though, for example, "*_memcpy8()" is actually a macro in this case (chooses a target-specific mechanism to copy 8 bytes).

 

 
I looked at it for a while looking for processing commonality and that was the closest/easiest/clear thing just to shrink the long code length down  a bit.
 
Those 2 macros  I mention seemed to be simple patterns reused more than a few times  and  they can  just stuff 4 given parameters (the assignment equations) into the 0,1,2,3  and 4,5,6,7  offsets of the of  4 consecutive ctb[] array slots - it coukld shrink the function length some significant amount  (I usually use ALL uppercase for macro names to make them stand out clearly, but thats just my style)   I'd make the macro name short so you wont have the params running off the right side (I also indent only 3 blanks so I can have quite long 1 line macro param sets fit)

 

 
it is possible, I may consider it.

many of them are for things like filling in word-values, which could be done in macros without obscuring the behavior.

macros are usually, but not always, uppercase. in this case it is lowercase because it directly replaced the use of memcpy calls, mostly as early on in tests these memcpy calls were eating a lot of time, and MSVC can be a little "naive" about things like this sometimes.

 

sometimes whether or not the macro is uppercase depends on whether or not it is intended to be treated mostly as if it were a normal function call, but making function names all lower-case is also special in my conventions, as normal function names are FirstLettersCapital.

 

The other thing I notice (I think Ive done something like this code at one time)   is to document the mode data formats (words bytes bits) and command codes Right in with the Code at teh  spots that carry out each variation.   (also maybe name the encoding variations even to make it more mnemonic).
 
Also Im not sure of the effects on the flow clarity but those 'modes' ---can they be broken out into a seperate function each mode to get rid of some of the nesting?
 
Again, its quite irregular  and very few common processing variations to not just spell most of it out linear like that (I dont really see that going away)

the basic format is documented on my wiki:

http://cr88192.dyndns.org:8080/wiki/index.php/BTIC1C

 

I may consider reworking the organization of the loop some anyways mostly as I had recently been thinking that some sort of motion compensation is needed, as basically a sort of skip+translate thing, which will require some modest changes.

 

 

what the modes basically do is allow for more compact block encodings to be used, at the cost of some color accuracy.

for example, we can have a mode where 8 and 4 bit palette based colors are used instead of RGB555, and where 1bpp and 0.5bpp interpolation is used (in the 0.5bpp interpolation mode, blocks are only represented "approximately" via tables of block-patterns).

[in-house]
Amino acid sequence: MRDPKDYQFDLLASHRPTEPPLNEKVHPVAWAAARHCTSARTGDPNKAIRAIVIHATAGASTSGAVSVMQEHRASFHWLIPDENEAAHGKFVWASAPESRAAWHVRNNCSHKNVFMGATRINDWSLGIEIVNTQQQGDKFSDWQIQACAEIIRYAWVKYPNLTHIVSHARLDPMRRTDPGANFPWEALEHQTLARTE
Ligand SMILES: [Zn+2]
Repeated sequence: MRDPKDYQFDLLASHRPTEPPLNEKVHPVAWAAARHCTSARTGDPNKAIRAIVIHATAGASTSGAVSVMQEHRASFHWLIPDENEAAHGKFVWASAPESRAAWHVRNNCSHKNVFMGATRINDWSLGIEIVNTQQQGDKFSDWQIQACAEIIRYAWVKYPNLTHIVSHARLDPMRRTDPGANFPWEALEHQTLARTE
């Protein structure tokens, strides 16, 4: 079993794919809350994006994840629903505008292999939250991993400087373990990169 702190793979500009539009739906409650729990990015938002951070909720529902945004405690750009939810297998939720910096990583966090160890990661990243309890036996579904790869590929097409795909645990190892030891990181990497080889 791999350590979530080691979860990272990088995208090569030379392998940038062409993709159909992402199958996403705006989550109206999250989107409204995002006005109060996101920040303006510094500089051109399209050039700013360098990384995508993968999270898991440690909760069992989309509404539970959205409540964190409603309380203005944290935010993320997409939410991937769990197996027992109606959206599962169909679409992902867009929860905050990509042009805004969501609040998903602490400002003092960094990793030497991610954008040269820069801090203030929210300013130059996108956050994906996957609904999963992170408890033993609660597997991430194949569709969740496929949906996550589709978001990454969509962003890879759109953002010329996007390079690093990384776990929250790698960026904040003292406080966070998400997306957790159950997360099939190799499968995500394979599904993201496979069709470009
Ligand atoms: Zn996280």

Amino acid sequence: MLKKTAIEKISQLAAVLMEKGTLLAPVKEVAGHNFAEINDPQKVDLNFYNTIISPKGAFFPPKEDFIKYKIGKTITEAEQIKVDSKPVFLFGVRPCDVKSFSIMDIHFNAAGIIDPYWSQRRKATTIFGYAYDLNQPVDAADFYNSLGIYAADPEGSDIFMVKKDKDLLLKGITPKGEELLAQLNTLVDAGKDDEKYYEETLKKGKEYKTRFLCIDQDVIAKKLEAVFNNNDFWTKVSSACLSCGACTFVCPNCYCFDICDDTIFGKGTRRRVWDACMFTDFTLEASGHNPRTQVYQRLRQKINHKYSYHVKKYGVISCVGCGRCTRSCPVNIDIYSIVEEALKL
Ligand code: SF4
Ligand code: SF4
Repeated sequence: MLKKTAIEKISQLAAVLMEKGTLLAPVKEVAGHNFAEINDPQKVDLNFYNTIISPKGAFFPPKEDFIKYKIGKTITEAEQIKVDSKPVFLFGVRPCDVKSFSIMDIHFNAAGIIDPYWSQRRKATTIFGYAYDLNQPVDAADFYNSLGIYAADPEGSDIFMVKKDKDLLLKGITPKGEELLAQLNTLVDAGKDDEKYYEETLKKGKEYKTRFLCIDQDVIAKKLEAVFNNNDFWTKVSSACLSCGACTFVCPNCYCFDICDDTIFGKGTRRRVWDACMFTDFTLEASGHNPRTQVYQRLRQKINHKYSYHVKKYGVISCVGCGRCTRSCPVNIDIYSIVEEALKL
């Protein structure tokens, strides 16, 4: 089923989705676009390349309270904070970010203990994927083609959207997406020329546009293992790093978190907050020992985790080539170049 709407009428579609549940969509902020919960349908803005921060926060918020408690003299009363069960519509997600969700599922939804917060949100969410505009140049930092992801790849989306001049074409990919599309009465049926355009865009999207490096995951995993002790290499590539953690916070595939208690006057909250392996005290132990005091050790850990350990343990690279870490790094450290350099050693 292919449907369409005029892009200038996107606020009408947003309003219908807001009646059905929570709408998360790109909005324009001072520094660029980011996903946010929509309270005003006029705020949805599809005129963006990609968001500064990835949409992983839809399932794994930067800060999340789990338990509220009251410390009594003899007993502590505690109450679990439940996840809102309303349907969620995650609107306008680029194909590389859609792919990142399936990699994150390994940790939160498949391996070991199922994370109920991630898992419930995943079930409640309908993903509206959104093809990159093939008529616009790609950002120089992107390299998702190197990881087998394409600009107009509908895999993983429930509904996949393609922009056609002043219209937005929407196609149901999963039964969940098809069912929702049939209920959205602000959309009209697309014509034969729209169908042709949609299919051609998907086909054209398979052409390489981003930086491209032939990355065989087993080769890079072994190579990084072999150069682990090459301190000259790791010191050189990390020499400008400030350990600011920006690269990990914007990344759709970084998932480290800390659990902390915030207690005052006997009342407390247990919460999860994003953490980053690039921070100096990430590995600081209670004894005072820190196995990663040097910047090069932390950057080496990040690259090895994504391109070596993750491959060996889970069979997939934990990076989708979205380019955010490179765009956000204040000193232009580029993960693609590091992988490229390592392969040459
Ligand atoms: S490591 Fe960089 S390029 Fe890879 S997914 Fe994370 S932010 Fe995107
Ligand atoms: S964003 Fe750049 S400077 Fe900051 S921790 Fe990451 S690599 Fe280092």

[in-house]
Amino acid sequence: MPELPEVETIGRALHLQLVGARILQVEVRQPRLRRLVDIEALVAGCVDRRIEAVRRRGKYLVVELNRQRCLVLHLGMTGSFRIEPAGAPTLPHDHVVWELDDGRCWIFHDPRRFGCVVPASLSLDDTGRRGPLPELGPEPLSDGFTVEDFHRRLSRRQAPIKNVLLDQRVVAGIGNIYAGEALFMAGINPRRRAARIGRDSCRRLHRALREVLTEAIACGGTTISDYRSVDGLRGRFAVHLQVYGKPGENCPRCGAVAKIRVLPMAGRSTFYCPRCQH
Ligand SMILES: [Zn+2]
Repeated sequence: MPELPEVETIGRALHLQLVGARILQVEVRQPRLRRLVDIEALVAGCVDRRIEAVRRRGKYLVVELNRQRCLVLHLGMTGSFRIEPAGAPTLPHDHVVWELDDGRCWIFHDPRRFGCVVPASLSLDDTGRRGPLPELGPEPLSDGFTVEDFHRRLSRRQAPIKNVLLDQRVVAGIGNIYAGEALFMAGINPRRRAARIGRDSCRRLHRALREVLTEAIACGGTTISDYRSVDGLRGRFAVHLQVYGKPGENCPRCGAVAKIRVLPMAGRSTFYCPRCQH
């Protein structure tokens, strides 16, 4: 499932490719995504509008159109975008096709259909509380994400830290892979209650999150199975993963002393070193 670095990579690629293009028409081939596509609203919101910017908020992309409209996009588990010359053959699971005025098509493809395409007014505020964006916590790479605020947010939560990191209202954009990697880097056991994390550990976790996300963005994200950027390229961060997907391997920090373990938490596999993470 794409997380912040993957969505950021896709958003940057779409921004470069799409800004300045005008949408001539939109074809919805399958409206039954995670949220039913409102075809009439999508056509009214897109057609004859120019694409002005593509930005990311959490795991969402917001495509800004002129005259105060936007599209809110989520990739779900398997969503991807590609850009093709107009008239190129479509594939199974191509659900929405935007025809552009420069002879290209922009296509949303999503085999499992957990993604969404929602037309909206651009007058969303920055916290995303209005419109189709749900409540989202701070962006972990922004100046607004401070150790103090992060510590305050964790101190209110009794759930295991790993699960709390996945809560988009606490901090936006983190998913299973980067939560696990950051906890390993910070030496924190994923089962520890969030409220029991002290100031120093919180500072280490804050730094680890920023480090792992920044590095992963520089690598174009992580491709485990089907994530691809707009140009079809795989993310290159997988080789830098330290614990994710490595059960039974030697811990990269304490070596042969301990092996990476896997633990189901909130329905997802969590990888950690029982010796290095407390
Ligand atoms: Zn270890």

effectively, they change the meaning and format of the commands which follow them, either for a single command, or until the next time the mode is changed.

 

I had considered breaking it up into multiple functions a few times, but had put it off previously as that would have made the code a little longer and also require moving some more of the state into the context structure or similar (as opposed to keeping it in local variables).

 

 

 

I am also idly thinking about something, options between:

implement a new codec (I am calling BTIC1E) to deal with BPTC (BC6H and BC7), which could offer high-speed and high quality, but would likely use a high bitrate;

switch to a more generic format for BC6H and BC7 support (using real-time encoding, possibly using BTIC2C, would cost in terms of performance and image quality);

newer (possibly hacky) special BTIC1C decoder loop to target them (probably a subset, though this is unlikely to offer a whole lot over DXT);

mostly not bothering with BC6H and BC7 for video (I have been using them some for textures, though my BPTC encoder currently mostly ignores block-modes which use partitions, *).

 

*: I am not sure if there are any good algorithms for dealing with partitioned block modes.

it appears as if it would be necessary to iterate through all of the possible partitions to find a good one for a given block, which is likely to be slow.

there have been a few ideas though for a more direct (partially DCT and lookup-table based) strategy, which could be faster, but is likely to still be a bit slow for use in real-time or load-time conversion.

Edited by BGB
0

Share this post


Link to post
Share on other sites

Create an account or sign in to comment

You need to be a member in order to leave a comment

Create an account

Sign up for a new account in our community. It's easy!


Register a new account

Sign in

Already have an account? Sign in here.


Sign In Now
Sign in to follow this  
Followers 0